Why did you stay?

The easiest answer would be to say ‘fear’. It makes it nice and neat. She was a bad person, and I was afraid of her. She was the criminal and I was her victim. But that’s not the whole story.

I loved her. If it was bad all the time, that would have been easier, but it wasn’t. She gave me just enough honey to keep me hooked. Whether that was a deliberate tactic or not, it worked. It kept me craving the sweetness. And like a lot of survivors of this kind of abuse, I struggled – and still struggle – to blame her. I divide her into Jekyll and Hyde, with Jekyll all the things I loved, and Hyde the uncontrollable monster that lived with us. It’s like Stockholm Syndrome: to make sense of it, I piled all the abuse and all the responsibility onto Hyde, so that I could love Jekyll. I pretended that Jekyll was as much a victim of Hyde as I was. I invented a fictitious person that I could love, and spent years trying to make that person a reality.

And that’s the other reason I stayed: I wanted to help her. I cared about her. I wanted what was best for her. Everyone else abandoned her, and I didn’t want to be that person. The good times were good enough that I couldn’t give them up. I couldn’t stop hoping that one day, things would improve and we’d have the relationship I’d always dreamed of. So I always gave her one more chance. I always let her cross one last boundary, always thinking that this time – this time – things would be different.

I could have left many times – certainly before the children were born would have been easier as she couldn’t hold them over me – but I was mentally and emotionally bound to her. I saw her as a drowning victim that I had jumped in to save, and even though she was pushing me under, I thought that if I let go, she would sink. I therefore sacrificed myself to keep her afloat. Ultimately, that was my decision, and while she was to blame for everything she did, I have to address the thing in me that made me susceptible to this kind of abuse.

Why do they do it?

Is it deliberate or learned behaviour? Do they know what they’re doing is wrong? Are they conscious of their behaviour or is it instinctive? And what made them that way?

Ask a hundred different survivors, they’ll give you a hundred different answers. For me, I think abusers are horribly insecure and filled with self-hatred. They’re so uncomfortable in their own skin that controlling another person, trapping them and degrading them, makes them feel better about themselves. In particular, if they can take a person that has all the characteristics they don’t – kindness, empathy, tolerance, compassion – and beat the goodness out of them, it makes them think they’re not the outlier, they’re not the one who is fundamentally wrong inside.

I don’t think they feel guilty about what they do. I don’t think they feel regret. They’re good at faking these emotions. They’re good at hiding what they really are. But deep down, they’re predators. A lion doesn’t care about the antelope he slaughters.

Nor do I think they can be redeemed. From everything in my experience, it seems that these people can’t change. I hate saying that, because I hate the idea of giving up on someone – anyone. But it’s true.

You can’t fix someone who doesn’t even know they’re broken.

Is the behaviour conscious and deliberate or instinctive and learned? Are they responsible for it or are they so damaged they can’t help it? It doesn’t matter. The fact that they do it is enough.

What happens after a Controlling and Coercive relationship?

You rebuild. Dream new dreams. Reach out to old friends, if they’ll have you. Try to find something that gives you comfort. And swear you’re never going back.

It’s not as easy as all that. Your abuser gave your life meaning for so long that finding another purpose in life is tough. All your dreams revolved around them. Your only comfort comes from them. The only one who can make you feel better is the one you had to leave because they were destroying you. And now everything feels empty, and you’re alone.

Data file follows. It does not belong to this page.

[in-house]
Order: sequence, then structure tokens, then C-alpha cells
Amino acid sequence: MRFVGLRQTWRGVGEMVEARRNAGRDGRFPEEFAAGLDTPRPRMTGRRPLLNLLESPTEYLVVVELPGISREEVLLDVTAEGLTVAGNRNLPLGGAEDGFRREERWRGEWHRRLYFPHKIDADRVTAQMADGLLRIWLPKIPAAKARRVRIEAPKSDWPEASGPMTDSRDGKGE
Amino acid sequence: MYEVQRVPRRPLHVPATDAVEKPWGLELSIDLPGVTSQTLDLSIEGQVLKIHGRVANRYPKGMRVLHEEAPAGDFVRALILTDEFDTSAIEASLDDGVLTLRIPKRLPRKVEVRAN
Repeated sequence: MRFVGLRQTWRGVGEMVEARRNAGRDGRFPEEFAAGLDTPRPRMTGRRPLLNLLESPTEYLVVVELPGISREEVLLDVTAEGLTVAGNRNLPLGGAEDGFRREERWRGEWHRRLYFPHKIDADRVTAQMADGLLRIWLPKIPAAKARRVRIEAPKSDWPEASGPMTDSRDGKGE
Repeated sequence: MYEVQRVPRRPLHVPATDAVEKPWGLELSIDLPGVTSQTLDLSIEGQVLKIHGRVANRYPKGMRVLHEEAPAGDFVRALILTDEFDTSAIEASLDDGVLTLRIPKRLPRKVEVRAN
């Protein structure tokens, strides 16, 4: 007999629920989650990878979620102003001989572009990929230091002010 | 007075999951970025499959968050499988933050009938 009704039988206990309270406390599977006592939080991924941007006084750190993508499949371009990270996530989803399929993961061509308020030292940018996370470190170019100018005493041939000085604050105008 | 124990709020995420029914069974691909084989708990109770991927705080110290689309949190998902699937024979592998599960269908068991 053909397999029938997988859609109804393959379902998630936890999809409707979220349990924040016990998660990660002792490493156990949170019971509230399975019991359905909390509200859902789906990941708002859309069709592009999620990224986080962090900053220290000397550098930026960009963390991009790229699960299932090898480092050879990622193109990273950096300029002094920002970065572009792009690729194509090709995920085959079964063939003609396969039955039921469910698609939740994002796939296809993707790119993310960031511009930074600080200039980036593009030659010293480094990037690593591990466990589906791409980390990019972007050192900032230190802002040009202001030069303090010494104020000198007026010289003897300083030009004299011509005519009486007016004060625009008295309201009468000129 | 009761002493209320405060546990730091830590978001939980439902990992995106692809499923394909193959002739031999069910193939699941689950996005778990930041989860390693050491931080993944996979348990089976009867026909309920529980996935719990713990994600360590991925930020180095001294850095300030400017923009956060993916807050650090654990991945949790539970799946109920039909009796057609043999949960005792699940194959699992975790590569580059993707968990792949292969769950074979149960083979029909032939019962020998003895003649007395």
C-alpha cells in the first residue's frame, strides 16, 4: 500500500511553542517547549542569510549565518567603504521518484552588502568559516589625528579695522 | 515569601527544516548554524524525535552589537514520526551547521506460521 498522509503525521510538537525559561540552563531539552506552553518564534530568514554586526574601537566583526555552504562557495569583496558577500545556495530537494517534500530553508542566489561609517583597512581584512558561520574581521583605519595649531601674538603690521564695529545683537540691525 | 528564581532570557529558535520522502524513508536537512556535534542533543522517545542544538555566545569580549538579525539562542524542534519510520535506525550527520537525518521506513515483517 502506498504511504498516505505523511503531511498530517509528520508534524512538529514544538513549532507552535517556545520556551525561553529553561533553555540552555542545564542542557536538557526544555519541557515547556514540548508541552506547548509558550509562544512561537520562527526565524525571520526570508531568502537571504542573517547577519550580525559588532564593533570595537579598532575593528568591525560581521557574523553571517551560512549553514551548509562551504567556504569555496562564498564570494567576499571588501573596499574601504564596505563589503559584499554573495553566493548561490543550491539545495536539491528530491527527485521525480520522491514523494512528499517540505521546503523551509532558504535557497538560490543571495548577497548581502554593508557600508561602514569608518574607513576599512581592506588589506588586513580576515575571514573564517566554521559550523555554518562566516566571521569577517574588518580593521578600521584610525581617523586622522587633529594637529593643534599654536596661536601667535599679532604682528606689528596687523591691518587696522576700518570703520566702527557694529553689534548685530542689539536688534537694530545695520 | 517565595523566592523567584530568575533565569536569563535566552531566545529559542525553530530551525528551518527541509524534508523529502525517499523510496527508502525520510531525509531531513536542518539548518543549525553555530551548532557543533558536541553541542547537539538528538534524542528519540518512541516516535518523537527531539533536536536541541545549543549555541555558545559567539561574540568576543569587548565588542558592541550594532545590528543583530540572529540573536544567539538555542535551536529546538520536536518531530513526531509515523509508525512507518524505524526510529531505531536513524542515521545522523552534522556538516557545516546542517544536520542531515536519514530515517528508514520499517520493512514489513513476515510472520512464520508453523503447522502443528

You do the things you used to do, the things that used to make you feel good, and they feel different now, as you’re different now. You can’t return to the person you were.

That’s where I find myself now. Struggling to find new meaning, the new me, as I move forward to what I hope is a happier and healthier future.

Are you ever tempted to go back?

All the time. I think all survivors are. All you want to do is escape the cage, but you come out and find you’re in a desert. It’s dry, it’s hot and dusty, and there’s nothing you can see from here to the horizon.

Except behind you. Behind you is the cage you just escaped from. And it’s familiar. It’s enticing. It holds meaning and purpose and it promises comfort, albeit tempered with pain. Things might be different if you go back. You’ve shown your abuser that you’re not going to put up with their behaviour. They’ll be different this time. Things will have changed.

But I know I can never go back. Lions don’t care about the antelopes they slaughter. They are just food to them.

What can I do to help someone in a Controlling and Coercive relationship?

Probably not a lot. People told me I was being abused – I didn’t believe them. When you’re in an abusive relationship, you’re bound to your abuser by love, fear, guilt, dependence, often housing, money, children. They’re your everything. You have to break something in yourself in order to leave.

If you pull the person out of that relationship, they’ll go back. They have to hit rock bottom to see for themselves what everyone else can see. They have to choose to leave. As hard as it is to accept, you can’t fix someone who doesn’t want to be fixed – even when they’re the victim of abuse.

Maybe tell them you’ll always be there for them. Tell them they can come to you to talk anytime. Tell them about support groups, helplines. Advise them to see their doctor. Show them this blog. You can show them a way out, but ultimately, they are the ones who have to walk through it.

I always told people that I had to be able to look myself in the mirror and know I’d tried everything, because if I left, I was the one who had to live with my decision.

Now I live with it. I own it. And I know it was the right thing to do.

I hope this has helped you better understand Controlling and Coercive Behaviour.

Further questions

If anyone has any further questions they’d like answered, respond in the comments and I’ll add them to another post.

Published by riccain

Writer, abuse survivor.